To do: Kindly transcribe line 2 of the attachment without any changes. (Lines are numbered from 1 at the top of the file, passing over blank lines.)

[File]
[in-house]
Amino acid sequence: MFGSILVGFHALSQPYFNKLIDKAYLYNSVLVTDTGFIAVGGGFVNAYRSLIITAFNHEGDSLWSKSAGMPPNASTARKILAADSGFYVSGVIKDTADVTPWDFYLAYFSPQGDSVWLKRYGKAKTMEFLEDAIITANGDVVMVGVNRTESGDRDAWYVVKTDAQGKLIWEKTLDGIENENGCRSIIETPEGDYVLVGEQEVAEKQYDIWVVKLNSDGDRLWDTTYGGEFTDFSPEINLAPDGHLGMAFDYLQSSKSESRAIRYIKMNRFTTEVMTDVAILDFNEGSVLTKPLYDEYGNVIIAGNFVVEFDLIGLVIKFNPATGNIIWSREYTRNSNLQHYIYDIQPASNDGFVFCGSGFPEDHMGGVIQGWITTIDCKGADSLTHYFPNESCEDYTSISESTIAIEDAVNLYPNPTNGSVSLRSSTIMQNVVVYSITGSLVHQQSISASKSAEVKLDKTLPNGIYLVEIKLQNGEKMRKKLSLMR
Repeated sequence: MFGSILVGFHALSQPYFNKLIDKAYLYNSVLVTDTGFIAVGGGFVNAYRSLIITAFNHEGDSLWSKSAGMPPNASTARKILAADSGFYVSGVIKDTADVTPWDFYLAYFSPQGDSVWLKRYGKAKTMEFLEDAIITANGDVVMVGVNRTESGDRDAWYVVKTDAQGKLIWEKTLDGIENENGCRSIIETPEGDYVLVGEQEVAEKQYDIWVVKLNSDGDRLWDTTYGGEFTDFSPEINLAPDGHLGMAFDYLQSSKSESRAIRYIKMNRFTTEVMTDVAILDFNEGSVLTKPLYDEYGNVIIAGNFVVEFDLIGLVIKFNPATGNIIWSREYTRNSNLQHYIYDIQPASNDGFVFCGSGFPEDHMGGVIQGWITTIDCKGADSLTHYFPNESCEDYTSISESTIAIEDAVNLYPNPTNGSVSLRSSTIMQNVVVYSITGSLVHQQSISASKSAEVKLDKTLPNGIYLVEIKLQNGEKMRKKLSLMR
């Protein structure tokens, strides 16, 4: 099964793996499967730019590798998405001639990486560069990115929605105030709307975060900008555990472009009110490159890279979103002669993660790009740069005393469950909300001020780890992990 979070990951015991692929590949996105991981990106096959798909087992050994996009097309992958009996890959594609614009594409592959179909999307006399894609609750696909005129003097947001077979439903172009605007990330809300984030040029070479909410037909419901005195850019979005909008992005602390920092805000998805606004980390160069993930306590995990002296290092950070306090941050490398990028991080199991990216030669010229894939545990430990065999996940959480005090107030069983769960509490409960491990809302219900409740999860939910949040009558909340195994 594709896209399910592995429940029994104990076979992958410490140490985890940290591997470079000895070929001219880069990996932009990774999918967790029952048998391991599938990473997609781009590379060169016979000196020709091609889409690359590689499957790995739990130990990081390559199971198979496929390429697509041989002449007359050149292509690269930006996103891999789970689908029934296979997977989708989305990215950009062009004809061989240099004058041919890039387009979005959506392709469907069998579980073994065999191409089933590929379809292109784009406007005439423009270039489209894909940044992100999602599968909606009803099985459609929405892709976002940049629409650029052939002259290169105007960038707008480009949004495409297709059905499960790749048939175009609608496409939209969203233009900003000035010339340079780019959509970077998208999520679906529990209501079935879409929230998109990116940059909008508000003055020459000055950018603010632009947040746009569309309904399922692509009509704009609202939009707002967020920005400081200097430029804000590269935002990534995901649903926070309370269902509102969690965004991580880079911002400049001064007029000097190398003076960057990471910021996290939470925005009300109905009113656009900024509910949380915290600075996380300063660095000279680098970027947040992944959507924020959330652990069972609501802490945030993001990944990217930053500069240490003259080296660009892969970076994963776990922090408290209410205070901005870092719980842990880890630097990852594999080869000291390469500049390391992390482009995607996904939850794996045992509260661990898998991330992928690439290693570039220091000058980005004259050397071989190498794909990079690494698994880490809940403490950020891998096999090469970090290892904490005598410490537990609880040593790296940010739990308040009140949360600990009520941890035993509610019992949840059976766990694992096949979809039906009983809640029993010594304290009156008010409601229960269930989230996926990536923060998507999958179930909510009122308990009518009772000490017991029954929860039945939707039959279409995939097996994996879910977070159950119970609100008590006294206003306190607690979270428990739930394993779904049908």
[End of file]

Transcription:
Amino acid sequence: MFGSILVGFHALSQPYFNKLIDKAYLYNSVLVTDTGFIAVGGGFVNAYRSLIITAFNHEGDSLWSKSAGMPPNASTARKILAADSGFYVSGVIKDTADVTPWDFYLAYFSPQGDSVWLKRYGKAKTMEFLEDAIITANGDVVMVGVNRTESGDRDAWYVVKTDAQGKLIWEKTLDGIENENGCRSIIETPEGDYVLVGEQEVAEKQYDIWVVKLNSDGDRLWDTTYGGEFTDFSPEINLAPDGHLGMAFDYLQSSKSESRAIRYIKMNRFTTEVMTDVAILDFNEGSVLTKPLYDEYGNVIIAGNFVVEFDLIGLVIKFNPATGNIIWSREYTRNSNLQHYIYDIQPASNDGFVFCGSGFPEDHMGGVIQGWITTIDCKGADSLTHYFPNESCEDYTSISESTIAIEDAVNLYPNPTNGSVSLRSSTIMQNVVVYSITGSLVHQQSISASKSAEVKLDKTLPNGIYLVEIKLQNGEKMRKKLSLMR